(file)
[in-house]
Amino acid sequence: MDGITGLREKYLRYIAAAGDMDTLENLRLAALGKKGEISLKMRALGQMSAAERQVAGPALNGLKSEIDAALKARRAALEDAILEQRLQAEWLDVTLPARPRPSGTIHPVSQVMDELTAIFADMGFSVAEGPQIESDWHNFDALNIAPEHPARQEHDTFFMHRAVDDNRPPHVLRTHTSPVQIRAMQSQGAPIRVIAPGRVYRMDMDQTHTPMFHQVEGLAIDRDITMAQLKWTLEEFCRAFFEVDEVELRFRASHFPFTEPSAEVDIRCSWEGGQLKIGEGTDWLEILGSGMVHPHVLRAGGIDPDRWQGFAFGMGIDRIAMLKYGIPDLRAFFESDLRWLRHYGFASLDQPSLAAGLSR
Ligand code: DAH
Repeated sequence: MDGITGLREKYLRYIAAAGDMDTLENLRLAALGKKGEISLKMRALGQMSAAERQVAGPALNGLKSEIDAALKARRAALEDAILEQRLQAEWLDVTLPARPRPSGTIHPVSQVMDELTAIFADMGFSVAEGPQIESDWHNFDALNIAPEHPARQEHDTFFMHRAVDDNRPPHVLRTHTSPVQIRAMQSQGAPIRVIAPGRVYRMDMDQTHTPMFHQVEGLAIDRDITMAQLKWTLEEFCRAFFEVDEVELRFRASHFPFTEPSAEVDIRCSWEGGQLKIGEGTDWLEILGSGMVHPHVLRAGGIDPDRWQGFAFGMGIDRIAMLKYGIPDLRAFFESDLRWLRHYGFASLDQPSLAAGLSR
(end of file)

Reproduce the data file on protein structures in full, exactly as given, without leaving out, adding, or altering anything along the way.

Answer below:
[in-house]
Amino acid sequence: MDGITGLREKYLRYIAAAGDMDTLENLRLAALGKKGEISLKMRALGQMSAAERQVAGPALNGLKSEIDAALKARRAALEDAILEQRLQAEWLDVTLPARPRPSGTIHPVSQVMDELTAIFADMGFSVAEGPQIESDWHNFDALNIAPEHPARQEHDTFFMHRAVDDNRPPHVLRTHTSPVQIRAMQSQGAPIRVIAPGRVYRMDMDQTHTPMFHQVEGLAIDRDITMAQLKWTLEEFCRAFFEVDEVELRFRASHFPFTEPSAEVDIRCSWEGGQLKIGEGTDWLEILGSGMVHPHVLRAGGIDPDRWQGFAFGMGIDRIAMLKYGIPDLRAFFESDLRWLRHYGFASLDQPSLAAGLSR
Ligand code: DAH
Repeated sequence: MDGITGLREKYLRYIAAAGDMDTLENLRLAALGKKGEISLKMRALGQMSAAERQVAGPALNGLKSEIDAALKARRAALEDAILEQRLQAEWLDVTLPARPRPSGTIHPVSQVMDELTAIFADMGFSVAEGPQIESDWHNFDALNIAPEHPARQEHDTFFMHRAVDDNRPPHVLRTHTSPVQIRAMQSQGAPIRVIAPGRVYRMDMDQTHTPMFHQVEGLAIDRDITMAQLKWTLEEFCRAFFEVDEVELRFRASHFPFTEPSAEVDIRCSWEGGQLKIGEGTDWLEILGSGMVHPHVLRAGGIDPDRWQGFAFGMGIDRIAMLKYGIPDLRAFFESDLRWLRHYGFASLDQPSLAAGLSR